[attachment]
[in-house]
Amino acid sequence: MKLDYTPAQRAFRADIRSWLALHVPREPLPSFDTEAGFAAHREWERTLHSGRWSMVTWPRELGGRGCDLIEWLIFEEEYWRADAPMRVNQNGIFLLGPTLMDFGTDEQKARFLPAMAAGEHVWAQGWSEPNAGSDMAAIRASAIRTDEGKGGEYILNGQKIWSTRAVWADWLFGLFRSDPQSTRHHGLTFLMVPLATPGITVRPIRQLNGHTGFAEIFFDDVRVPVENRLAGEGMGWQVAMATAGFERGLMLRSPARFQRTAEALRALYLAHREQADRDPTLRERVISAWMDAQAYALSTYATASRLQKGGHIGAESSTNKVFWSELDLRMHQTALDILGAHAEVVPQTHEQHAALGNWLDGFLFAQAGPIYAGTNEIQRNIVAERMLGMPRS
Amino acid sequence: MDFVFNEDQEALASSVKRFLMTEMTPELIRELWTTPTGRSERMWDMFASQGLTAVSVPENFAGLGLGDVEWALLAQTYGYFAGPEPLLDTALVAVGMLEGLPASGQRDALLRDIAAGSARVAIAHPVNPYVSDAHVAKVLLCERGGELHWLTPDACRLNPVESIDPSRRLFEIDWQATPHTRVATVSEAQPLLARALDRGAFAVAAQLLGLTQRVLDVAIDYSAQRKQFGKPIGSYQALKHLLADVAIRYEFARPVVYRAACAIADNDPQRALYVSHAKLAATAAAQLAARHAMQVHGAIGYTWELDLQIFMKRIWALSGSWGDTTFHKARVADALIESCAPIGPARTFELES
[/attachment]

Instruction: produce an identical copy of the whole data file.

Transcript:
[in-house]
Amino acid sequence: MKLDYTPAQRAFRADIRSWLALHVPREPLPSFDTEAGFAAHREWERTLHSGRWSMVTWPRELGGRGCDLIEWLIFEEEYWRADAPMRVNQNGIFLLGPTLMDFGTDEQKARFLPAMAAGEHVWAQGWSEPNAGSDMAAIRASAIRTDEGKGGEYILNGQKIWSTRAVWADWLFGLFRSDPQSTRHHGLTFLMVPLATPGITVRPIRQLNGHTGFAEIFFDDVRVPVENRLAGEGMGWQVAMATAGFERGLMLRSPARFQRTAEALRALYLAHREQADRDPTLRERVISAWMDAQAYALSTYATASRLQKGGHIGAESSTNKVFWSELDLRMHQTALDILGAHAEVVPQTHEQHAALGNWLDGFLFAQAGPIYAGTNEIQRNIVAERMLGMPRS
Amino acid sequence: MDFVFNEDQEALASSVKRFLMTEMTPELIRELWTTPTGRSERMWDMFASQGLTAVSVPENFAGLGLGDVEWALLAQTYGYFAGPEPLLDTALVAVGMLEGLPASGQRDALLRDIAAGSARVAIAHPVNPYVSDAHVAKVLLCERGGELHWLTPDACRLNPVESIDPSRRLFEIDWQATPHTRVATVSEAQPLLARALDRGAFAVAAQLLGLTQRVLDVAIDYSAQRKQFGKPIGSYQALKHLLADVAIRYEFARPVVYRAACAIADNDPQRALYVSHAKLAATAAAQLAARHAMQVHGAIGYTWELDLQIFMKRIWALSGSWGDTTFHKARVADALIESCAPIGPARTFELES